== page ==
Don’t Make These 457b Mistakes (Deferred Comp Plan)

“Don’t worry; it will come back at some point.” This advice was given to a new client, who I will refer to as Mrs. Smith, by her former financial professional. 

Delaying Retirement Due To Bad Financial Planning

After a long career, Mrs. Smith was planning on retiring in the upcoming year. Instead of planning a retirement party, she was now contemplating working for another two to three years to make up for losses incurred during the recent market downturn caused by the Covid-19 pandemic.

Aggressive Investing And Retirement

I sat down with Mrs. Smith to review her 457b retirement portfolio and found several areas of concern. First, she was in an aggressively positioned variable annuity, which was primarily composed of equities.

Secondly, the variable annuity had high fees and administrative costs, which further hurt her portfolio in a down market. These fees totaled over three percent (3%) annually and are charged regardless of performance.

High Fees And Administrative Costs

Every Retirement Plan Is Different

After identifying the areas of concern, it was time to create a new plan for Mrs. Smith to get her retirement back on track. Mrs. Smith advised she would be receiving a state pension, and we found that her pension benefit would be equal to sixty-five percent (65%) of her final working year’s salary.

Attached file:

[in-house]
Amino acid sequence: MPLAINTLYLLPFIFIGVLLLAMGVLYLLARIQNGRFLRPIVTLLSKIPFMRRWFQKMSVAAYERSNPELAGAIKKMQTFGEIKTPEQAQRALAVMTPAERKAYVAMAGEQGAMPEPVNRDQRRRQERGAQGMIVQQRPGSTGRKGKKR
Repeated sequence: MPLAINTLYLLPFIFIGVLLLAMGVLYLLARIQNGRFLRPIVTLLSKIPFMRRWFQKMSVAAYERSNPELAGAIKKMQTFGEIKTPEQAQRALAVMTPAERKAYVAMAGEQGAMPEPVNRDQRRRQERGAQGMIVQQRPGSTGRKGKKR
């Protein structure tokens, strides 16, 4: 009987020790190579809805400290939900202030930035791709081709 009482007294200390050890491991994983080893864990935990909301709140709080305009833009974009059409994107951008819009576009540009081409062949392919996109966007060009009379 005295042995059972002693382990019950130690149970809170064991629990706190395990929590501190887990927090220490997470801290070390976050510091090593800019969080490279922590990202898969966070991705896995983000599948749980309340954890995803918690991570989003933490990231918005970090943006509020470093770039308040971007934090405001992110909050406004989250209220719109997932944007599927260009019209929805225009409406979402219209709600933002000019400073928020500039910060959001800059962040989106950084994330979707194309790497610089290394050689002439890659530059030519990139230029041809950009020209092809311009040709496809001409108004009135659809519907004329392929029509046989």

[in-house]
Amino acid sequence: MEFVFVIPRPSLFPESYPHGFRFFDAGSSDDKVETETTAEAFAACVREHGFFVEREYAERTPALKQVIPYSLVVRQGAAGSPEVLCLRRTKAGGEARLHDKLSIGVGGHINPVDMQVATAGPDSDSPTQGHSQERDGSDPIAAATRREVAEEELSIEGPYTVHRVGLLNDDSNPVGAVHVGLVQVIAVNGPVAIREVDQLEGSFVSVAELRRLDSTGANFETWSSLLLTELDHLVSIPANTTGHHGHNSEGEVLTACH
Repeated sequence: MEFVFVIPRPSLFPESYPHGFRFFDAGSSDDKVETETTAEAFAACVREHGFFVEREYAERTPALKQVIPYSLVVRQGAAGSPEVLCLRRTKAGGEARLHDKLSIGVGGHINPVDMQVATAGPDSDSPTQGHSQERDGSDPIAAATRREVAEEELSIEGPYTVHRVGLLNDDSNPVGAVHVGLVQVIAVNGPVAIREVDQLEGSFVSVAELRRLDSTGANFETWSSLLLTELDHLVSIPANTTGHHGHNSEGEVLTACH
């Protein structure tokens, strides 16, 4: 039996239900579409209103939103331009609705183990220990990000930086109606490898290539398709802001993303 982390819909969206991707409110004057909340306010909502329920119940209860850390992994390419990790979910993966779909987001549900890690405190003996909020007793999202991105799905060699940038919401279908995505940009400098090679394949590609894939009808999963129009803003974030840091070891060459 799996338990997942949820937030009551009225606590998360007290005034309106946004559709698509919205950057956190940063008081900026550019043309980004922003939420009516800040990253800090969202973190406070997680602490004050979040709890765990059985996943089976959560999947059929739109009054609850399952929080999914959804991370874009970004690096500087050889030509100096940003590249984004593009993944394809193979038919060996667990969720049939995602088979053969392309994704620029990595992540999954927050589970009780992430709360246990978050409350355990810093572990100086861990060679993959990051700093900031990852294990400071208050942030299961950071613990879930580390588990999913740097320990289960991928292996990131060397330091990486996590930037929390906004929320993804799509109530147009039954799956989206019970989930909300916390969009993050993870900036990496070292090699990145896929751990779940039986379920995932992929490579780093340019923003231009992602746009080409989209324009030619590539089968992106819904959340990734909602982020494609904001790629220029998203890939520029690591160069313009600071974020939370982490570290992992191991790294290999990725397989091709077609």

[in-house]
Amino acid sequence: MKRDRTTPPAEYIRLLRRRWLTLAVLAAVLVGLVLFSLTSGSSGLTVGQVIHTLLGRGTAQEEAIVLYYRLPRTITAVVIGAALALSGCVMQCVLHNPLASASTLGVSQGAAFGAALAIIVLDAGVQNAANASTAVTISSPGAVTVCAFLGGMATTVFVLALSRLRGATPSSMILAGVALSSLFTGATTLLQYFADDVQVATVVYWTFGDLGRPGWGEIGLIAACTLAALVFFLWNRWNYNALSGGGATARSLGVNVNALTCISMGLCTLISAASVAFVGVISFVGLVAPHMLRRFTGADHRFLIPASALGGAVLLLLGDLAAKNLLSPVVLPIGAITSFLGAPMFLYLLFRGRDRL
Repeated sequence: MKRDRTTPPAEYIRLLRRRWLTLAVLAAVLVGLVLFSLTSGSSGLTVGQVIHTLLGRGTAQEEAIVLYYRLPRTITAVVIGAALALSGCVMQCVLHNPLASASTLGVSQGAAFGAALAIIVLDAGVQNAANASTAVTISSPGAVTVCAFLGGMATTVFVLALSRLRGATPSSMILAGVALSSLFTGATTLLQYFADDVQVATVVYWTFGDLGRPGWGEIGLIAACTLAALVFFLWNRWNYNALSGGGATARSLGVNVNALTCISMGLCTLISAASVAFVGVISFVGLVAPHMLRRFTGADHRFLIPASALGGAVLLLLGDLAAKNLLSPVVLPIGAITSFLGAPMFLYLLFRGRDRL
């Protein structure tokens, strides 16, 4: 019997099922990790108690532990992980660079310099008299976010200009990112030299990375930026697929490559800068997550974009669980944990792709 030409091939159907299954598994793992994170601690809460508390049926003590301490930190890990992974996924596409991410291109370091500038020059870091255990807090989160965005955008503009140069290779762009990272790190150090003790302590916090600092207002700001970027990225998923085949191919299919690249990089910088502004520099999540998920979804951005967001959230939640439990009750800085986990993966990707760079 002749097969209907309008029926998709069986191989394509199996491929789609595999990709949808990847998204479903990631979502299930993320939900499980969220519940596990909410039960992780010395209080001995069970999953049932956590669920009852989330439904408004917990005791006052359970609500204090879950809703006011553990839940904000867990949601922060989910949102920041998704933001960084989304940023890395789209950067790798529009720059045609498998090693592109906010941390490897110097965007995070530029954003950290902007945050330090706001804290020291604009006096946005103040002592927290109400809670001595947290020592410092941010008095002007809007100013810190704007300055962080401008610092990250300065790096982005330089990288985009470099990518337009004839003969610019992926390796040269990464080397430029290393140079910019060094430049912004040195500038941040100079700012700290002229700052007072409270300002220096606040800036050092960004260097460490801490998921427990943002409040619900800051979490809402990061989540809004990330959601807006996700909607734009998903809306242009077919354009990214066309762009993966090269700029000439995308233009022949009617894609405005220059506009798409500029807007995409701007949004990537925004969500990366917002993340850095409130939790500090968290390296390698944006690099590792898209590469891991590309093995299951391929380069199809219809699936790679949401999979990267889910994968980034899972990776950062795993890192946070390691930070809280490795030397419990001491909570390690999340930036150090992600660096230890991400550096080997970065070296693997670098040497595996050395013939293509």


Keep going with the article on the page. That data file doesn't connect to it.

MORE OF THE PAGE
Knowing The Rules Of A 457b Plan

I explained to Mrs. Smith that once she retired, she would no longer be able to contribute to her 457b, which was another reason to focus on principal protection and recovering from her recent losses. I could see the look of stress and frustration on Mrs. Smith’s face as we reviewed her statements and broke down her recent losses and account fees that she had been unknowingly paying for almost twenty-five years.

Lessons Learned From 457b Mistakes

There are several takeaways from the experience I had with Mrs. Smith. It is crucial to continually evaluate the positions held within your portfolio.

Finding A Financial Advisor You Can Trust

A fiduciary is a financial advisor that is legally required to work in your best interest, not theirs. They typically work for a flat fee and give unbiased advice that is genuinely in your best interest.

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